Beyond that, big money managers feel entitled to even more information by virtue of clout: the first phone call from analysts; a heads-up that a salesperson thinks a downgrade on a stock may be coming; preference in a hot banking deal. This is simple economics. It goes without saying (because it can’t be publicly acknowledged) that the millions of dollars of business that an institutional client is doing with an investment bank means they will be treated much better than a small retail client who is paying a 1 percent wrap fee on a $50,000 account.
The better class of financial advisers tries to make up for this crooked system with creativity and pride in the way they serve their clients. They resist pressure from their employers to sell products only because they are profitable.
Over Legal Line
They have another, bigger problem, the same one faced by the large institutions. There is only so much alpha to be had in the market, and they are chasing it along with everybody else.
The aggregate number of people trying to carve fees out of investor returns simply overwhelms the potential gains for stockholders. It is this oversupply of overhead that creates so much pressure to cross the legal line.
Victims of their own success, the banks have severely aggravated this situation by going public, then taking on too many masters to “diversify” earnings: institutional money managers, retail investors, investment-banking clients, prime brokerage clients, “financial sponsors” (private-equity and buyout funds), their own asset-management arms, and proprietary traders. It is all but impossible for people at investment banks to serve all these clients — whose interests conflict — while doing their real job: to satisfy the quarterly earnings expectations of the banks’ investors.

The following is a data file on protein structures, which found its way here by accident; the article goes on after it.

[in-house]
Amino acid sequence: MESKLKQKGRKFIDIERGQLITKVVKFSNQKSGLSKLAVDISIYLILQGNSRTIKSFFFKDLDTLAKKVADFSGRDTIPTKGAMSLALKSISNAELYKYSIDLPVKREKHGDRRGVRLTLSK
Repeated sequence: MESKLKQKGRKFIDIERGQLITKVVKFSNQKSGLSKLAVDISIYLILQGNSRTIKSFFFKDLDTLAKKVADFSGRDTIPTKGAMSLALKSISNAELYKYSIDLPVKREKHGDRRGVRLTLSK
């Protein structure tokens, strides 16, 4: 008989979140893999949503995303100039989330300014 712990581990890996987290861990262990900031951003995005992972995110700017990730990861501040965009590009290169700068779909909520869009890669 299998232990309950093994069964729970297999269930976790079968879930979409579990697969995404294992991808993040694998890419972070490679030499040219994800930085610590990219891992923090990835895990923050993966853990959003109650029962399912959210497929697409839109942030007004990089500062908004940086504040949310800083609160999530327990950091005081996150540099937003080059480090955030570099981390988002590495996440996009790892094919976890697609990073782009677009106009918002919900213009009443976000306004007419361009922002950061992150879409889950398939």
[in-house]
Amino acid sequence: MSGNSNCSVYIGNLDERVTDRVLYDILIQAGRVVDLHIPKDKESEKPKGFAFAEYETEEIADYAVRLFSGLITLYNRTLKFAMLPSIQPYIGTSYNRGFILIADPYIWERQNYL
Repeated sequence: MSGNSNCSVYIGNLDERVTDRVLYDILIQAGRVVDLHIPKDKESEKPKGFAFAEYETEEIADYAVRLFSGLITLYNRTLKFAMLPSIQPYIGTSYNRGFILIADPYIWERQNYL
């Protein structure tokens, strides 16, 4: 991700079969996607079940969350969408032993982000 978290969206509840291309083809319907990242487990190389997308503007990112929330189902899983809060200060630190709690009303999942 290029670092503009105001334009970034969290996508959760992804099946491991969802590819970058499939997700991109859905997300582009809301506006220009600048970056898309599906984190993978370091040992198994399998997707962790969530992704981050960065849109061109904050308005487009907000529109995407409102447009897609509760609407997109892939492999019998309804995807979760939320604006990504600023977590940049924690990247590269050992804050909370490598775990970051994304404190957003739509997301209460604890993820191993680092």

Incentives to Cheat
Breaking up the banks into their constituent parts and forcing them to return to privately funded partnerships might reduce the apparatus that provides all parties with the incentives to cheat.
Even in the very unlikely case that this happened, it would still leave a shortage of alpha. As long as working on Wall Street is the most prestigious and financially rewarding job in the U.S., too many mouths will show up every morning to be fed.
Here, I sense a breath of change in the air. Kids who left college to import crafts made by women war refugees in Sudan are beginning to be envied by junior bankers who toil 80 hours a week creating spreadsheets. That’s a trend to be encouraged.
Aspiring young bankers and hedge-fund managers, be assured of this: The more of you who choose to import crafts from Sudan, the easier the rest of you will find it to make a living legally on Wall Street.
(Alice Schroeder, author of “The Snowball: Warren Buffett and the Business of Life” and a former managing director at Morgan Stanley, is a Bloomberg News columnist. The opinions expressed are her own.)
To contact the writer of this column: Alice Schroeder at firstname.lastname@example.org.
Commentary by Alice Schroeder
Last Updated: November 12, 2009 21:00 EST